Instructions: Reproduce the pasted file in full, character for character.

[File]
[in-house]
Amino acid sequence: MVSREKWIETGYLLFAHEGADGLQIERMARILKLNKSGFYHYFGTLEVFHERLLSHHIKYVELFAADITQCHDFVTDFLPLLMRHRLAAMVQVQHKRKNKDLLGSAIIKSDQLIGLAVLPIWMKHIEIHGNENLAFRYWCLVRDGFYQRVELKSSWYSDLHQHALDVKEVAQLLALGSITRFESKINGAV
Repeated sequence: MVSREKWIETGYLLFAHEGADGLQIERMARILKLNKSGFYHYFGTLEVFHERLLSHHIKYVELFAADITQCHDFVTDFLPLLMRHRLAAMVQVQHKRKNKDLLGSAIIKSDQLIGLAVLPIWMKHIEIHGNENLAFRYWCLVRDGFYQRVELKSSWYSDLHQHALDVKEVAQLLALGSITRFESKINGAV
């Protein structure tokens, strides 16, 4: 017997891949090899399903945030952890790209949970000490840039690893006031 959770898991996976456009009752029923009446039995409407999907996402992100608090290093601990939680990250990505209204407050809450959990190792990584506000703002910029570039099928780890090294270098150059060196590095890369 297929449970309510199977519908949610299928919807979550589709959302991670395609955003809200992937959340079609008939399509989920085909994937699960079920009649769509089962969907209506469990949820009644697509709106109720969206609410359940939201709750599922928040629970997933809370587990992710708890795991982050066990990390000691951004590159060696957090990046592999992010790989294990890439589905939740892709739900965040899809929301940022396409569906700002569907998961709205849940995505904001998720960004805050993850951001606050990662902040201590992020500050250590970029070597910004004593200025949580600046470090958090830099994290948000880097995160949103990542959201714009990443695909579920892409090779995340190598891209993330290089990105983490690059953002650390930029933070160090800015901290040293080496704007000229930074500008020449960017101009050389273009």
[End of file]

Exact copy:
[in-house]
Amino acid sequence: MVSREKWIETGYLLFAHEGADGLQIERMARILKLNKSGFYHYFGTLEVFHERLLSHHIKYVELFAADITQCHDFVTDFLPLLMRHRLAAMVQVQHKRKNKDLLGSAIIKSDQLIGLAVLPIWMKHIEIHGNENLAFRYWCLVRDGFYQRVELKSSWYSDLHQHALDVKEVAQLLALGSITRFESKINGAV
Repeated sequence: MVSREKWIETGYLLFAHEGADGLQIERMARILKLNKSGFYHYFGTLEVFHERLLSHHIKYVELFAADITQCHDFVTDFLPLLMRHRLAAMVQVQHKRKNKDLLGSAIIKSDQLIGLAVLPIWMKHIEIHGNENLAFRYWCLVRDGFYQRVELKSSWYSDLHQHALDVKEVAQLLALGSITRFESKINGAV
């Protein structure tokens, strides 16, 4: 017997891949090899399903945030952890790209949970000490840039690893006031 959770898991996976456009009752029923009446039995409407999907996402992100608090290093601990939680990250990505209204407050809450959990190792990584506000703002910029570039099928780890090294270098150059060196590095890369 297929449970309510199977519908949610299928919807979550589709959302991670395609955003809200992937959340079609008939399509989920085909994937699960079920009649769509089962969907209506469990949820009644697509709106109720969206609410359940939201709750599922928040629970997933809370587990992710708890795991982050066990990390000691951004590159060696957090990046592999992010790989294990890439589905939740892709739900965040899809929301940022396409569906700002569907998961709205849940995505904001998720960004805050993850951001606050990662902040201590992020500050250590970029070597910004004593200025949580600046470090958090830099994290948000880097995160949103990542959201714009990443695909579920892409090779995340190598891209993330290089990105983490690059953002650390930029933070160090800015901290040293080496704007000229930074500008020449960017101009050389273009």